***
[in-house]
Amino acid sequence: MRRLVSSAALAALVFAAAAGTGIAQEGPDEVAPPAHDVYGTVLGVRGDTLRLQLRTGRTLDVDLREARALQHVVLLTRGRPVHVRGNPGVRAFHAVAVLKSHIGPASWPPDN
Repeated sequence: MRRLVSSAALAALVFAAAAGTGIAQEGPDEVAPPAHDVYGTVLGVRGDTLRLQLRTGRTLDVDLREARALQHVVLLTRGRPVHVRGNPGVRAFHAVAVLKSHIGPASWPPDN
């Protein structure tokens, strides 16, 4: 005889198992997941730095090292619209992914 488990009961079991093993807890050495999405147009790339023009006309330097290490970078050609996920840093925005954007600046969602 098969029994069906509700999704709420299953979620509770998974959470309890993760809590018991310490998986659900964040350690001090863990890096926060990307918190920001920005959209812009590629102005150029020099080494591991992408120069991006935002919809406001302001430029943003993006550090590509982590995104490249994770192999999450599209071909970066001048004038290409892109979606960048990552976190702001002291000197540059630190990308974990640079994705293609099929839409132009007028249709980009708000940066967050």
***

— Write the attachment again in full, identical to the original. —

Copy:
[in-house]
Amino acid sequence: MRRLVSSAALAALVFAAAAGTGIAQEGPDEVAPPAHDVYGTVLGVRGDTLRLQLRTGRTLDVDLREARALQHVVLLTRGRPVHVRGNPGVRAFHAVAVLKSHIGPASWPPDN
Repeated sequence: MRRLVSSAALAALVFAAAAGTGIAQEGPDEVAPPAHDVYGTVLGVRGDTLRLQLRTGRTLDVDLREARALQHVVLLTRGRPVHVRGNPGVRAFHAVAVLKSHIGPASWPPDN
């Protein structure tokens, strides 16, 4: 005889198992997941730095090292619209992914 488990009961079991093993807890050495999405147009790339023009006309330097290490970078050609996920840093925005954007600046969602 098969029994069906509700999704709420299953979620509770998974959470309890993760809590018991310490998986659900964040350690001090863990890096926060990307918190920001920005959209812009590629102005150029020099080494591991992408120069991006935002919809406001302001430029943003993006550090590509982590995104490249994770192999999450599209071909970066001048004038290409892109979606960048990552976190702001002291000197540059630190990308974990640079994705293609099929839409132009007028249709980009708000940066967050």